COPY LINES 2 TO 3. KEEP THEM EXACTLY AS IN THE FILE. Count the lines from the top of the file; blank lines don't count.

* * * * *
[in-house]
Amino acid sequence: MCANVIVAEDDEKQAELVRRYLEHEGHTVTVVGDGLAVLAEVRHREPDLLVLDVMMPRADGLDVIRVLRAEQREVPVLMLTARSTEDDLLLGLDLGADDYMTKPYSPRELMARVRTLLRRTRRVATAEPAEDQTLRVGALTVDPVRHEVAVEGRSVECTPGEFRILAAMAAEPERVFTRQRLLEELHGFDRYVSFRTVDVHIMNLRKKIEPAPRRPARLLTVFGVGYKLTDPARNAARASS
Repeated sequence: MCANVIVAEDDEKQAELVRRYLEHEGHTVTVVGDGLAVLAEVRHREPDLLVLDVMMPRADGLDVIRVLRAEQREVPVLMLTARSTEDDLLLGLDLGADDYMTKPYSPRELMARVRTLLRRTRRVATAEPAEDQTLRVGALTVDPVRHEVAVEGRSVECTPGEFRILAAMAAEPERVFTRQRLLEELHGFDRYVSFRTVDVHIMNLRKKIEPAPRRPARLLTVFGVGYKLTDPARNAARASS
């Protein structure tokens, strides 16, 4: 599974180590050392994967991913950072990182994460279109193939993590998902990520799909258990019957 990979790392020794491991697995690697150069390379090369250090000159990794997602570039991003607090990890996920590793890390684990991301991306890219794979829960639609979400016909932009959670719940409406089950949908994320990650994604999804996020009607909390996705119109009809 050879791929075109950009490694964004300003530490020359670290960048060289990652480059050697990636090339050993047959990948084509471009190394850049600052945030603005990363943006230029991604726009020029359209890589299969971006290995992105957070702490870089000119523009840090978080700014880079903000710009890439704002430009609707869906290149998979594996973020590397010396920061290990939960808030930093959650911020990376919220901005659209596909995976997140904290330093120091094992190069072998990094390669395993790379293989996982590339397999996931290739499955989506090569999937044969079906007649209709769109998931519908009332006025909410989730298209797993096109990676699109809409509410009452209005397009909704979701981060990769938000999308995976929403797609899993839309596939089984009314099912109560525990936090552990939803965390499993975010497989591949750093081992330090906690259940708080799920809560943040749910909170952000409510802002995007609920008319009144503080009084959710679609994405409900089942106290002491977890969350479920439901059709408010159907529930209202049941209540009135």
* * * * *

Amino acid sequence: MCANVIVAEDDEKQAELVRRYLEHEGHTVTVVGDGLAVLAEVRHREPDLLVLDVMMPRADGLDVIRVLRAEQREVPVLMLTARSTEDDLLLGLDLGADDYMTKPYSPRELMARVRTLLRRTRRVATAEPAEDQTLRVGALTVDPVRHEVAVEGRSVECTPGEFRILAAMAAEPERVFTRQRLLEELHGFDRYVSFRTVDVHIMNLRKKIEPAPRRPARLLTVFGVGYKLTDPARNAARASS
Repeated sequence: MCANVIVAEDDEKQAELVRRYLEHEGHTVTVVGDGLAVLAEVRHREPDLLVLDVMMPRADGLDVIRVLRAEQREVPVLMLTARSTEDDLLLGLDLGADDYMTKPYSPRELMARVRTLLRRTRRVATAEPAEDQTLRVGALTVDPVRHEVAVEGRSVECTPGEFRILAAMAAEPERVFTRQRLLEELHGFDRYVSFRTVDVHIMNLRKKIEPAPRRPARLLTVFGVGYKLTDPARNAARASS